Policies and prejudice: Integration policies moderate the link between immigrant presence and anti-immigrant prejudice

J Pers Soc Psychol. 2022 Aug;123(2):337-352. doi: 10.1037/pspi0000376. Epub 2022 Jan 20.


More people than ever migrate across the world, thereby more people than ever live, study, and work in countries, regions, and institutions with high immigrant presence. Conflict and threat theories have argued that increasing immigration inevitably heightens native citizens' anti-immigrant prejudice. Drawing on alternate strands of social psychological literature such as contact theory, the present study challenges this argument. We highlight the role of the sociopolitical context of prejudice focusing on socioeconomic and legal integration policies. We reason that such integration policies shape intergroup relations by reducing structural (socioeconomic and legal) inequalities. Thus, inclusive policies will effectively reduce prejudice especially at high levels of immigrant presence through empowering immigrants and reducing immigrant disadvantage. Indeed our findings identify inclusive integration policies as a key condition for low anti-immigrant prejudice in high-immigration contexts. We analyze surveys of 143,752 participants across 66 different countries, 20 subnational regions, and 64 institutions as sociopolitical contexts using six different data sets in eight studies. Our multilevel analyses consistently demonstrate that anti-immigrant prejudice is lower among natives when higher levels of immigrant presence are coupled with inclusive, rather than exclusive, integration policies. Inclusive policies that render immigrants more equal to natives are the path to improved intergroup relations and social cohesion in diverse societies. (PsycInfo Database Record (c) 2022 APA, all rights reserved).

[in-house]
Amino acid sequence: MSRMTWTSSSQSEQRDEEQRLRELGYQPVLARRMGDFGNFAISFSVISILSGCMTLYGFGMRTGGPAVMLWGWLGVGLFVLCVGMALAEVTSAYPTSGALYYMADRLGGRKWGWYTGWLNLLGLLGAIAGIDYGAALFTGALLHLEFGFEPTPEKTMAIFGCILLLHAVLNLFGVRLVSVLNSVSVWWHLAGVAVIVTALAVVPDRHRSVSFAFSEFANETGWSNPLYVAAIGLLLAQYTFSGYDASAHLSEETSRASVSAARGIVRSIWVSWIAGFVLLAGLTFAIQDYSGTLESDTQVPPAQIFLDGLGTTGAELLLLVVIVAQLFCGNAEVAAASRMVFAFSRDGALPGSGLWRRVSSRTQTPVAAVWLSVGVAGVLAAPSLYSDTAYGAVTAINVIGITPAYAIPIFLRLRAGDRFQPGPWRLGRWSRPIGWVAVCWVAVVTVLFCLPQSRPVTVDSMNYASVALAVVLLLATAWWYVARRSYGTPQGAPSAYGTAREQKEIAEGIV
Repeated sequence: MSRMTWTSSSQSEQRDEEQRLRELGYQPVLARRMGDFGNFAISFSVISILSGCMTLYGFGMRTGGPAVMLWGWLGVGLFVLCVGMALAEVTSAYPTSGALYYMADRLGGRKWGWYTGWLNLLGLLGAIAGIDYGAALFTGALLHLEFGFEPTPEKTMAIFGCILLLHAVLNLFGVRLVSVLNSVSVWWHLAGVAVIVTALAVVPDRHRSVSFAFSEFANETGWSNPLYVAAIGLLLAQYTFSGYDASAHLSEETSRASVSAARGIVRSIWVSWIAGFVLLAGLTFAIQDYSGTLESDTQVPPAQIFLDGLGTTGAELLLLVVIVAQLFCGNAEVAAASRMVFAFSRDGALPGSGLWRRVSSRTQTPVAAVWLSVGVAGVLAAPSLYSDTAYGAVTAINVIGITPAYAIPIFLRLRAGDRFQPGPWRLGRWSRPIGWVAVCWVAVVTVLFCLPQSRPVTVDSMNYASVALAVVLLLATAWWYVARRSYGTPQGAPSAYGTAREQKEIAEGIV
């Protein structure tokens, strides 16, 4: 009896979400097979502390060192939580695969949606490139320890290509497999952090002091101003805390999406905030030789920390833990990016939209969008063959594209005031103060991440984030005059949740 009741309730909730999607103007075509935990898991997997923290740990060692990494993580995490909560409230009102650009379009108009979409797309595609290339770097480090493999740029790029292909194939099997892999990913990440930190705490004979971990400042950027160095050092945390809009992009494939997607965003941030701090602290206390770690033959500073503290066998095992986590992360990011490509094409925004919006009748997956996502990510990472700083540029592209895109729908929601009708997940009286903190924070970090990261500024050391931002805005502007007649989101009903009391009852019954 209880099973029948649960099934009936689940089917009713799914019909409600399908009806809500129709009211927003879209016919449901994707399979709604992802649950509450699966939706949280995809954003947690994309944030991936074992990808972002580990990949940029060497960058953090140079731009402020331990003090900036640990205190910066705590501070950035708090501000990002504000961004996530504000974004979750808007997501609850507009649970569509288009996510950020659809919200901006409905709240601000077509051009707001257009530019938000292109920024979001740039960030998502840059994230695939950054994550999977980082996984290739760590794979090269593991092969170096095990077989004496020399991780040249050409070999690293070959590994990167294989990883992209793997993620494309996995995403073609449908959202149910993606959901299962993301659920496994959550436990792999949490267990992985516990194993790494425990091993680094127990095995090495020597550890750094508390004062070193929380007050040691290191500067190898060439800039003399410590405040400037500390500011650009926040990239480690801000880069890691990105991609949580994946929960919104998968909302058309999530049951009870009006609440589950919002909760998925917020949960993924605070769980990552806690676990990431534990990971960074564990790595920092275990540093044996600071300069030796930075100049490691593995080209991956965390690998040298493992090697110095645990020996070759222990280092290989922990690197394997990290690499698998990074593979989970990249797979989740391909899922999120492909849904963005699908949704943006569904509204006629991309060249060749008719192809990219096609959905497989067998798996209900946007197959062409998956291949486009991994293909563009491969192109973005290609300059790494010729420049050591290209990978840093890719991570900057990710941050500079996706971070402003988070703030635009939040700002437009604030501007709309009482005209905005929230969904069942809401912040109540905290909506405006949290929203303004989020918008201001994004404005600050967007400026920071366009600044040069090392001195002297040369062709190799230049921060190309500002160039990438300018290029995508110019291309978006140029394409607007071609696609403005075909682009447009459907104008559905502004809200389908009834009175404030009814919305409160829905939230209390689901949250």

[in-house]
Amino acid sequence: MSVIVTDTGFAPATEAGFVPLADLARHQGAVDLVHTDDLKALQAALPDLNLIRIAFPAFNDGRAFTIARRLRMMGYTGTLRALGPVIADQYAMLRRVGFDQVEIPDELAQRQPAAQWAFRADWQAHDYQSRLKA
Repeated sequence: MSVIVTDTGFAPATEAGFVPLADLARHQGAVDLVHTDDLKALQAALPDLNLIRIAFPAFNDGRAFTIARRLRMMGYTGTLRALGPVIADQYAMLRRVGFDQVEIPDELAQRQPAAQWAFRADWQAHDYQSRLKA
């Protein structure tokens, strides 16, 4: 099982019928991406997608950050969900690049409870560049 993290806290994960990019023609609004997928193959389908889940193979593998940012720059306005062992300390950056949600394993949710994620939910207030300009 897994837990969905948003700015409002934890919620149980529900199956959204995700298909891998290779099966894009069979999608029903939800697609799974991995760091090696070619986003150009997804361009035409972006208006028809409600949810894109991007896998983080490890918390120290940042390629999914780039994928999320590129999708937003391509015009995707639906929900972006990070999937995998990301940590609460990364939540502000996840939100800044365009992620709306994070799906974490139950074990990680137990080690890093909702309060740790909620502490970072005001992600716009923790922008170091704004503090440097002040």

MeSH terms

  • Emigrants and Immigrants*
  • Humans
  • Policy
  • Prejudice*